The issue of Foreign Direct Investment in retail is expected to generate a storm in the Winter Session of Parliament beginning next week, with the Left parties on Friday announcing their decision to move motions entailing voting to oppose the government's decision.
At a time when BJP and several other parties have also opposed FDI in retail, the Left leaders said they have appealed to all parties to support the motions in both Houses of Parliament.
"Though a decision of this nature is the right of the Executive, but any major decision, affecting a vast number of people, must reflect the opinion of Parliament. If not, then it is violative of parliamentary democracy," senior Communist Party of India (Marxist) leader Sitaram Yechury said after a meeting of parliamentary leaders of CPI, CPI(M), Revolutionary Socialist Party and Forward Bloc.
The government should "rise above technicalities and go by the sense of the House. It (FDI) is a decision vital for the people. While four crore people are directly employed in retail trade, about 20 crore or one-fifth of India's population are dependent on it. FDI in retail would displace such a vast number of people," he said.
The leaders of Left parties would move notices under Rule 184 in Lok Sabha and Rule 168 in Rajya Sabha, both rules entailing voting after a debate.
Yechury said the Left parties have appealed to all parties to support the motion against FDI in multi-brand retail, saying many parties had earlier joined the Left in protests over the issue, including taking part in the nationwide strike in September.
Referring to the continuous disruption of proceedings in the last session, Yechury said, "We do not want a repeat of that situation. We do not want a situation where there is a match-fixing between the Congress and the BJP."
CPI National Secretary D Raja said DMK had also "openly criticised" the government's move on FDI, with parties like All India Anna Dravida Munnetra Kazhagam independently declaring a bandh and JD(U) also protesting it.
Asked whether there was any difference among Left parties over the motion entailing voting on FDI in retail, Raja said, "The stand of the CPI and the entire Left is the same to oppose it. We are also opposed to FDI in insurance sector."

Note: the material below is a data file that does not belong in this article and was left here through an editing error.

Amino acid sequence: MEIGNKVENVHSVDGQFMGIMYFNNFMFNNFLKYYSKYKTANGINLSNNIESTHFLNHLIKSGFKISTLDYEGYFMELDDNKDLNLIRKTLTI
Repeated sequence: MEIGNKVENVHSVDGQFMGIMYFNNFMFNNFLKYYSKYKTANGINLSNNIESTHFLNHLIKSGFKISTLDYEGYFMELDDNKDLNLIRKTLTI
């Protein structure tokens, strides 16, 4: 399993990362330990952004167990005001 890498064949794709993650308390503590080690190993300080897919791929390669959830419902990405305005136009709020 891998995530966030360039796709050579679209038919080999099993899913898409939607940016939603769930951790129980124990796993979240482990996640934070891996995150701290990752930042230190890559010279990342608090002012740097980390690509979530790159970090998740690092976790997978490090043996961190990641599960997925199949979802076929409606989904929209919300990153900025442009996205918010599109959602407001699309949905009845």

The question came in the backdrop of CPI's Lok Sabha leader Gurudas Dasgupta expressing the view that the FDI issue could be debated even without the voting clause.
Noting that corruption would be a big issue in the upcoming session, Yechury said, "It cuts across both the major parties -- the Congress and the BJP."
Recalling the disruption of proceedings in the last session, he said the "slanging match" between the two parties could lead to disruption of proceedings without transacting any meaningful business of people's interest.
Asked whether Samajwadi Party would oppose FDI in retail after being wooed by United Progressive Alliance and even Prime Minister Manmohan Singh, Yechury said several parties like Samajwadi Party, Biju Janata Dal, Telugu Desam Party and Janata Dal (Secular) had "come with us earlier. It is the pressure of the people, the situation on the ground (on FDI) that led them to do so."
On whether they would also appeal to Trinamool Congress which was opposed to FDI in retail, Yechury said, "Our appeal is to all the parties. Let them take a decision. But this party has a unique character. They seldom do what they announce and seldom announce what they do."
The CPI(M) leader said other major issues to be raised by Left parties include price rise, food security, disinvestment in PSUs, agrarian crisis and farmer suicides on which they would demand structured discussion.
Yechury said the CAG reports on coal block allocation and Delhi airport should also be discussed in Parliament.
Besides Yechury and Raja, others who attended the meeting were Basudeb Acharia (CPI-M), Abani Roy (RSP) and Narahari Mahato (Forward Bloc).